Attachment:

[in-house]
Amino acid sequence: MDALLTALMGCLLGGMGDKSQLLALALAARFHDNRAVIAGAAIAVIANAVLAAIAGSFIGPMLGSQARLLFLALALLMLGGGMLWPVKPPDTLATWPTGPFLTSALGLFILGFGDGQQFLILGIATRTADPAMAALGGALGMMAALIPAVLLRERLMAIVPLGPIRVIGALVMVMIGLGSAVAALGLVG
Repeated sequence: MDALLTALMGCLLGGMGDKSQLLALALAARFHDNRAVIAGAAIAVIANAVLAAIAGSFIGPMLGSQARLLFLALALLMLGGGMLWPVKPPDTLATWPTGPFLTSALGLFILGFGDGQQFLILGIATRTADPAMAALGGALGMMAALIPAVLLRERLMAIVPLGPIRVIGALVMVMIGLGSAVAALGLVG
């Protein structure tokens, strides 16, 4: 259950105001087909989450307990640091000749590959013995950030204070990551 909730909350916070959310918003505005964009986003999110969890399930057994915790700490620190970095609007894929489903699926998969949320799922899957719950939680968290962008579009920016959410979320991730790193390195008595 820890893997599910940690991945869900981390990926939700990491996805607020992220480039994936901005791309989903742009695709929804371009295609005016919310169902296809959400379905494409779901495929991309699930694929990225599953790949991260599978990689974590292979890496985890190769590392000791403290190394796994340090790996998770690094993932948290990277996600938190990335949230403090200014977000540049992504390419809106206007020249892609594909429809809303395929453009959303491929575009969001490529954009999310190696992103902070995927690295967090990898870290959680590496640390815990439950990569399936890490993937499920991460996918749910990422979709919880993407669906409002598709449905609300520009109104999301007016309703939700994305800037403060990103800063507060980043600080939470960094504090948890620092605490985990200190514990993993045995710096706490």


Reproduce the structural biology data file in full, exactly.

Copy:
[in-house]
Amino acid sequence: MDALLTALMGCLLGGMGDKSQLLALALAARFHDNRAVIAGAAIAVIANAVLAAIAGSFIGPMLGSQARLLFLALALLMLGGGMLWPVKPPDTLATWPTGPFLTSALGLFILGFGDGQQFLILGIATRTADPAMAALGGALGMMAALIPAVLLRERLMAIVPLGPIRVIGALVMVMIGLGSAVAALGLVG
Repeated sequence: MDALLTALMGCLLGGMGDKSQLLALALAARFHDNRAVIAGAAIAVIANAVLAAIAGSFIGPMLGSQARLLFLALALLMLGGGMLWPVKPPDTLATWPTGPFLTSALGLFILGFGDGQQFLILGIATRTADPAMAALGGALGMMAALIPAVLLRERLMAIVPLGPIRVIGALVMVMIGLGSAVAALGLVG
């Protein structure tokens, strides 16, 4: 259950105001087909989450307990640091000749590959013995950030204070990551 909730909350916070959310918003505005964009986003999110969890399930057994915790700490620190970095609007894929489903699926998969949320799922899957719950939680968290962008579009920016959410979320991730790193390195008595 820890893997599910940690991945869900981390990926939700990491996805607020992220480039994936901005791309989903742009695709929804371009295609005016919310169902296809959400379905494409779901495929991309699930694929990225599953790949991260599978990689974590292979890496985890190769590392000791403290190394796994340090790996998770690094993932948290990277996600938190990335949230403090200014977000540049992504390419809106206007020249892609594909429809809303395929453009959303491929575009969001490529954009999310190696992103902070995927690295967090990898870290959680590496640390815990439950990569399936890490993937499920991460996918749910990422979709919880993407669906409002598709449905609300520009109104999301007016309703939700994305800037403060990103800063507060980043600080939470960094504090948890620092605490985990200190514990993993045995710096706490």